Songs of the Week: Big Thief, Black Midi, Stormzy & more

Post Author: Jeff Cubbison

Hip-hop, indie, math rock and a dash of weirdo experimental electronica round out our picks for Songs of the Week. Give them a spin while you’re waiting for Game Of Thrones to come on. Happy Sunday!

Big Thief – “Contact”

“Contact,” the opening track on Big Thief’s glorious third album UFOF, is spooky and ominous, and does little to ease us into the album’s eerie, pensive world. A sense of lurking danger persists as singer Adrienne Lenker draws out her hypnotic vocal croon over raw, wondrous riffs and vaguely extraterrestrial moods. The track’s subtle explosion into a rollicking outro is yet another example of Big Thief’s knack for momentum-shifting detours. A superb, freaky blend of indie rock and freak-folk.

Black Midi – “Talking Heads”

The British music hype machine may be working in full force to make these guys huge, but their efforts aren’t unwarranted. On just their third recorded song to date, Black Midi deliver another breath-taking slice of forward-thinking, math-infused garage rock. “Talking Heads” pays homage to the legendary David Byrne-led group, while Black Midi infuse their dance-y pop impulses into their otherwise winding, noodly guitar jams. Get in with these guys before they blow up!

Bleached – “Hard to Kill”

SoCal garage-rock vets Bleached have always been experts at delivering pop-punk melodies with a sense of urgency and ferocity. The bridge on “Hard to Kill” is signature Bleached, a focused and anthemic breakdown that brilliantly sets up the song’s bouncy, singalong-inducing chorus. The whistles and noodling riffs are a nice touch, giving the track a propulsive and dance-y kick that doesn’t let up from start to finish. Their next album Don’t You Think You’ve Had Enough? drops on June 12, and we can’t wait!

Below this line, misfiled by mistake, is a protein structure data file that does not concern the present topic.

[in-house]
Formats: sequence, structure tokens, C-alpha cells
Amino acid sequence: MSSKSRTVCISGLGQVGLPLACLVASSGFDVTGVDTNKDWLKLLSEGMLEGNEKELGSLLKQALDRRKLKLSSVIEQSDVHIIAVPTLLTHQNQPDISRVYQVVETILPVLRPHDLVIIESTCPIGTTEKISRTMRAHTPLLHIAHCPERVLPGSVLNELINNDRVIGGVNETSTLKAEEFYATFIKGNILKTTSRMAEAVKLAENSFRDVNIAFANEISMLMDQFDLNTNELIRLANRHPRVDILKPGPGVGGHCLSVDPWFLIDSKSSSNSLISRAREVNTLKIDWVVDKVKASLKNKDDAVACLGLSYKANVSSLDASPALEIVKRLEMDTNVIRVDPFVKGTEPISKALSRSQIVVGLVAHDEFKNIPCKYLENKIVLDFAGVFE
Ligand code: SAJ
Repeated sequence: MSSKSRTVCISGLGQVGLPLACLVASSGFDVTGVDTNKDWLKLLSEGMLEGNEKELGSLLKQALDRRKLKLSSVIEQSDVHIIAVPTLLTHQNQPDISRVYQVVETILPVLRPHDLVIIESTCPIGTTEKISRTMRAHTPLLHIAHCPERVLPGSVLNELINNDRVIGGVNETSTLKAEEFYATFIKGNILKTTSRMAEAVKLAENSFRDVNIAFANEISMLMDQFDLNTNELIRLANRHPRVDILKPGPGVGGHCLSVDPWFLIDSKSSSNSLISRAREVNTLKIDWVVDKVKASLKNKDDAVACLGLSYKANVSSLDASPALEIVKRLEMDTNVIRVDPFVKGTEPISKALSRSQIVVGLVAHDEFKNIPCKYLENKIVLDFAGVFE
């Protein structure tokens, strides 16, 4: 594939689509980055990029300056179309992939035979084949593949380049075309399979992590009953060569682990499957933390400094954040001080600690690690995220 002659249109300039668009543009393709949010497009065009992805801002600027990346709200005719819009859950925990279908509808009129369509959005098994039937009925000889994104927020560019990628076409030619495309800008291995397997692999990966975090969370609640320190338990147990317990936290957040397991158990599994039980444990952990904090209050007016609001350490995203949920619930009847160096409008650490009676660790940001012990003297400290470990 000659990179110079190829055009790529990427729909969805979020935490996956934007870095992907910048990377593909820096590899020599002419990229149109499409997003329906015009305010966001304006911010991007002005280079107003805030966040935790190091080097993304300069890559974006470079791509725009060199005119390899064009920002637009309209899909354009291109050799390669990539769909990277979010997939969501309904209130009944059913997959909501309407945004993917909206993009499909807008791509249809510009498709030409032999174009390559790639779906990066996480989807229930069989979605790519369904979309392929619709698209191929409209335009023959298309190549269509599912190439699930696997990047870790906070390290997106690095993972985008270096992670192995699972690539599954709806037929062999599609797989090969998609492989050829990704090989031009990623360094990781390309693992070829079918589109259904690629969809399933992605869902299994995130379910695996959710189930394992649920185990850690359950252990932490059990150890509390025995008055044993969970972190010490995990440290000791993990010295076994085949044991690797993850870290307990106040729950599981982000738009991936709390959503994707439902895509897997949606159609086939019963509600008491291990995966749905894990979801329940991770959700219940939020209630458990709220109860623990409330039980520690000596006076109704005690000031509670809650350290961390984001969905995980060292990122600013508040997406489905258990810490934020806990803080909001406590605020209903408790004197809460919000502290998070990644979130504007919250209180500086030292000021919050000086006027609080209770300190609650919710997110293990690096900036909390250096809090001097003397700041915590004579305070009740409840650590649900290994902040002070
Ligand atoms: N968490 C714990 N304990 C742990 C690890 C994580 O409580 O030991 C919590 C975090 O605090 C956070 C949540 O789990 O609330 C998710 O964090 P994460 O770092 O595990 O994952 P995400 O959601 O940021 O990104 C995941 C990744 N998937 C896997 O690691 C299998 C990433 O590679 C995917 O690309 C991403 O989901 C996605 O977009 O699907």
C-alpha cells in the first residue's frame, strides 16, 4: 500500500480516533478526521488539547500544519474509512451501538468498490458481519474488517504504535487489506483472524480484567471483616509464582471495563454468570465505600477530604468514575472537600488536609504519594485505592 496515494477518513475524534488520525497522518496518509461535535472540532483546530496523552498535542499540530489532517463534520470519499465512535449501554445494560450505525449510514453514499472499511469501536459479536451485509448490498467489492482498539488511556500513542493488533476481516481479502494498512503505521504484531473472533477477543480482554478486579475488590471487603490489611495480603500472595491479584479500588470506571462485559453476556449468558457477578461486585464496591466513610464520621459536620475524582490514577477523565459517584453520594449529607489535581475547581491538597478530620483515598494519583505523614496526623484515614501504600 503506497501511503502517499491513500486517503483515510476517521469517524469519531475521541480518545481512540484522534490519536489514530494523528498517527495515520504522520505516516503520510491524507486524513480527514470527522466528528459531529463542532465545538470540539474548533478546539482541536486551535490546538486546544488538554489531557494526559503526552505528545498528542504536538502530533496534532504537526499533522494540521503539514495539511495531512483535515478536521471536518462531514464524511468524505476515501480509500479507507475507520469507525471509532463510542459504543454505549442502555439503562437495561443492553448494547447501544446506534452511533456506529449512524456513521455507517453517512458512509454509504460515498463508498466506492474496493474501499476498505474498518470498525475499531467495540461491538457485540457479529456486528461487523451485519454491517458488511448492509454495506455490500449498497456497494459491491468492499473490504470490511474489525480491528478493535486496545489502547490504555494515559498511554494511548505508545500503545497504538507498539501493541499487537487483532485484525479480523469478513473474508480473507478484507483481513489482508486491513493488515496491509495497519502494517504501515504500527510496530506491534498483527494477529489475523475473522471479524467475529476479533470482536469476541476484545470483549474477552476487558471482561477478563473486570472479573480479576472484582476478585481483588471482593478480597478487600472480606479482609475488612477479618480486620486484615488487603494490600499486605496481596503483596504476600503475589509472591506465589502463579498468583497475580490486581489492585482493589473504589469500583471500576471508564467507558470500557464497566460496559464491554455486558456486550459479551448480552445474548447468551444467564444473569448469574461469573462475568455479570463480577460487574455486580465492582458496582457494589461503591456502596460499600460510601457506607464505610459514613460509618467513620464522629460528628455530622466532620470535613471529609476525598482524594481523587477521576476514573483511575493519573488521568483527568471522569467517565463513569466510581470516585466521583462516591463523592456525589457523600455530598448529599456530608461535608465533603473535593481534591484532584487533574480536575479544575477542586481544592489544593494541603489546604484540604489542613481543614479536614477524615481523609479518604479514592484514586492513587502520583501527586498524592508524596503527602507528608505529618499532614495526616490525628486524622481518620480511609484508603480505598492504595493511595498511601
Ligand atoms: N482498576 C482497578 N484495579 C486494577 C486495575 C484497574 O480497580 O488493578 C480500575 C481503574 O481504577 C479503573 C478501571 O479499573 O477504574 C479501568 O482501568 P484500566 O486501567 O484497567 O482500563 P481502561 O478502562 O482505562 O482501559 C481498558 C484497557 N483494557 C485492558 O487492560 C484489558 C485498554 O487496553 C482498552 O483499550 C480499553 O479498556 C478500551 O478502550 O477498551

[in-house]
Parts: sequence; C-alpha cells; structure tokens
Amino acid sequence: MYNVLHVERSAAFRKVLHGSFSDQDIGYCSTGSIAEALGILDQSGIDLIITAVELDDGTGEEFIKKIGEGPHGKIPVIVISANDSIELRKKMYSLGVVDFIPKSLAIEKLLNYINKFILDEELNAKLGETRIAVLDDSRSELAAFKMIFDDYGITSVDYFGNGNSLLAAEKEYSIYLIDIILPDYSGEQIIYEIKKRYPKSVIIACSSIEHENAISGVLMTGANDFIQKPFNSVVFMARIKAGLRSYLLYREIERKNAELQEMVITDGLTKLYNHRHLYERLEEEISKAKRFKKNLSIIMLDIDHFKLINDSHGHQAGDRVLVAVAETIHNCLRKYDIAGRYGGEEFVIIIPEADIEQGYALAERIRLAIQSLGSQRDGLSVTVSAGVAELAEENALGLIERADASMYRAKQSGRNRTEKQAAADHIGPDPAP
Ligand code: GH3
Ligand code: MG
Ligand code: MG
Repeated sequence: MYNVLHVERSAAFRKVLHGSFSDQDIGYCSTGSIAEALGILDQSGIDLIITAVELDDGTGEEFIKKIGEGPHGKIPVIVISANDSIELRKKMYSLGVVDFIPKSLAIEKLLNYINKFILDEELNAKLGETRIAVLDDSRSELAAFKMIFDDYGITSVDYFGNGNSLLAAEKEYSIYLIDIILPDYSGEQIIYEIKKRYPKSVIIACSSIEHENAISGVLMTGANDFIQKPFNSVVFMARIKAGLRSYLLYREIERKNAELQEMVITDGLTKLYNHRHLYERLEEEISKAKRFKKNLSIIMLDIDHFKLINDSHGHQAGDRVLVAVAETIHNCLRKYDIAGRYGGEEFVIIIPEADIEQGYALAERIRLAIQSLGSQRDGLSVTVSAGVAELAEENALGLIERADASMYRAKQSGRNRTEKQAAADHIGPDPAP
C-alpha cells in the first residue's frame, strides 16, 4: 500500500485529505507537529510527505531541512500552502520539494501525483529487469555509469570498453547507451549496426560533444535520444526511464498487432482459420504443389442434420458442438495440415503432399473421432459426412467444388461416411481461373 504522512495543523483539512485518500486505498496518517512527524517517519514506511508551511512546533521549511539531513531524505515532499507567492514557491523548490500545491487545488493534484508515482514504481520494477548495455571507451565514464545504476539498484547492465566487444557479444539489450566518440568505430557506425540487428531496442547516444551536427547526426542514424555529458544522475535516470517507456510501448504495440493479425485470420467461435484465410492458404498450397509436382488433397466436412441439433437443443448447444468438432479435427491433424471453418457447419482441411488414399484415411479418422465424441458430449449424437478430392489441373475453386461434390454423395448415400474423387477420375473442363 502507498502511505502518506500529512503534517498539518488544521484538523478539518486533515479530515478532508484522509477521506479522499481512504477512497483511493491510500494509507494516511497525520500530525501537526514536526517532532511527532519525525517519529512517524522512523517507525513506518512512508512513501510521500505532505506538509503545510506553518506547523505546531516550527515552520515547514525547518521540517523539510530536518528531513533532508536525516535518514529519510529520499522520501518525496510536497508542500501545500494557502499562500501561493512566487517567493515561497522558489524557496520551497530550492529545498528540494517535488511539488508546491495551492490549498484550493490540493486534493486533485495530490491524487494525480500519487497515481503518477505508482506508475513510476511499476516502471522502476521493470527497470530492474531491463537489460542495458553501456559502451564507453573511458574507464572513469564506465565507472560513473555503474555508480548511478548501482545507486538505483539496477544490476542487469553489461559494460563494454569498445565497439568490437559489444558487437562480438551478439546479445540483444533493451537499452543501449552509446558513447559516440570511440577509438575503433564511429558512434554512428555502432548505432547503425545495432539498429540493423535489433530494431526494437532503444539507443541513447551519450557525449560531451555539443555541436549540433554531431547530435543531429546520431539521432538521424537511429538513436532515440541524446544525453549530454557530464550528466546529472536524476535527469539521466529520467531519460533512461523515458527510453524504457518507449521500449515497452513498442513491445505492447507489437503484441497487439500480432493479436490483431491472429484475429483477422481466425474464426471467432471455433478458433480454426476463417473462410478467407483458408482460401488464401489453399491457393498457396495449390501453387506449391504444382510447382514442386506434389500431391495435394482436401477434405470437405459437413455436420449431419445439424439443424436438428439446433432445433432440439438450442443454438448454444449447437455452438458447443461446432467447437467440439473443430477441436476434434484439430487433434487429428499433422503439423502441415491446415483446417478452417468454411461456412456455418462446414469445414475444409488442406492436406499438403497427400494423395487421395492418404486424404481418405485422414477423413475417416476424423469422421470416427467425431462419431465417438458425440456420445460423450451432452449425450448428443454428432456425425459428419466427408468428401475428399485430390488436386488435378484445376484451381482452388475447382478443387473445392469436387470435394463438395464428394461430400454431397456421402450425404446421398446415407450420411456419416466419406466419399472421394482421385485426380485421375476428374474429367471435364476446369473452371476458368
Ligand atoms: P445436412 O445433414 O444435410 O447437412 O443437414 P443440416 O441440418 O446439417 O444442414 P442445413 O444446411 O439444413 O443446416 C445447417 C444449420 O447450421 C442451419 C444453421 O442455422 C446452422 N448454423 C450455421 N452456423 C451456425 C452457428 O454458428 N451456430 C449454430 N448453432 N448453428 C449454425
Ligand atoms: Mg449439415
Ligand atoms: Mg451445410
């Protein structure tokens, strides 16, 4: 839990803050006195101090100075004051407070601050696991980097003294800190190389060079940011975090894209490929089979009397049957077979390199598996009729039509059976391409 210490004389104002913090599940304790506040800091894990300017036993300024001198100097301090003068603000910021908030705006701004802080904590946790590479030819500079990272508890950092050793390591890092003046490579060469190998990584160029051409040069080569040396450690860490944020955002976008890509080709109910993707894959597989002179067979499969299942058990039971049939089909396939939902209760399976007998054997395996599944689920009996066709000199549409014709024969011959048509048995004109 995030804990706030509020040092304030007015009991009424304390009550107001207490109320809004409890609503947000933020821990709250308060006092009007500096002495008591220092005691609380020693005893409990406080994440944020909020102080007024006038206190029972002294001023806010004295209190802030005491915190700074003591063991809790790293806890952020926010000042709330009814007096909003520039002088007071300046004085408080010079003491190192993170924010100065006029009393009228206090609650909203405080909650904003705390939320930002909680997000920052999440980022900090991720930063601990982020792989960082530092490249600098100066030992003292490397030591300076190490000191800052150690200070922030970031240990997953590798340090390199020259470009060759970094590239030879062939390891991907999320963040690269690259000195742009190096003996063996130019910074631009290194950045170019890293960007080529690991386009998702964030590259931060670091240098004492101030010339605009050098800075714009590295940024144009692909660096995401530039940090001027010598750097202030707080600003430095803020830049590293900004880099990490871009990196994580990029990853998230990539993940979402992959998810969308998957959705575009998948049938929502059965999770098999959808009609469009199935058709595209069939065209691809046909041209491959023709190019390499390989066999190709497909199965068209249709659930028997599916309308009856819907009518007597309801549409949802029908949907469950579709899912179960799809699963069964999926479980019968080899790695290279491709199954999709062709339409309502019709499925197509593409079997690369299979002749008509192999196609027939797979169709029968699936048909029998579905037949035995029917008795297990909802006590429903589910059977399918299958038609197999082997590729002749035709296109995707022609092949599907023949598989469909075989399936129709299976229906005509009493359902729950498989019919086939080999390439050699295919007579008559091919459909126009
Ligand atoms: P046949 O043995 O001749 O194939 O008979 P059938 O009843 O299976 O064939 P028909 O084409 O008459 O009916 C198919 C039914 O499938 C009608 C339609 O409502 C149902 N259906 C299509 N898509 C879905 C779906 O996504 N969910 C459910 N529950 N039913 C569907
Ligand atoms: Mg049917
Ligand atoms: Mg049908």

Empath – “Rodeo Fever”

Philadelphia’s Empath close out their rowdy and crunchy latest album Active Listening: Night on Earth with one of their rowdiest and crunchiest tracks to date, an uptempo indie-punk fire breather with wistful lo-fi riffs and disorienting octopus drumming. Singer Catherine Elicson’s staticky vocal screech rockets the track to another sonic dimension, and “Rodeo Fever” perfectly balances Empath’s explosive garage punk stylings with their experimental psychedelic cosmic jazz impulses. Super raw, and freaky as hell.

Holy Herndon – “Frontier”

Holly Herndon’s witchy avant electronica soundscapes are as beautiful and monolithic as they are twisted and confounding. Bold new track “Frontier” ratchets that dynamic up to extreme levels, endlessly drawing out the track’s intro with a snowballing choir of pitched voices before propulsive tribal beat kicks in. From there, the track swings and contorts in a myriad of heady, glitchy, and mystical ways. Another triumph for the Tennessee musician, and it’s got us foaming at the mouth for her upcoming album PROTO.

Stormzy – “Vossi Bop”

The British rap scene has always had a low-simmering existence outside of Europe, but minted star Stormzy (this year’s Glastonbury headliner) looks to be the first grime artist to truly break through in America. “Vossi Bop” is an amusing ode to an outdated dance fad, but it also doubles as a nostalgic reminder of Stormzy’s relentless hustle. Whereas most rappers flex in Lamborghinis, here in the track’s video, Stormzy flexes in a goddamn Prius. Extra props for that.

Vampire Weekend – “Jerusalem, New York, Berlin”

According to my Jewish friend Devin, this song parses the “reckoning with what Zionism and the State of Israel have become, and how this dream that we were taught to believe [while growing up] has alienated many of us due to its oppressive realities. It’s bold and beautiful, and as a Jewish person who is extremely critical of Israel despite the backlash we get from our community, I love Ezra a lot for this.” A truly cathartic ending to an expansive, heartfelt opus of an album.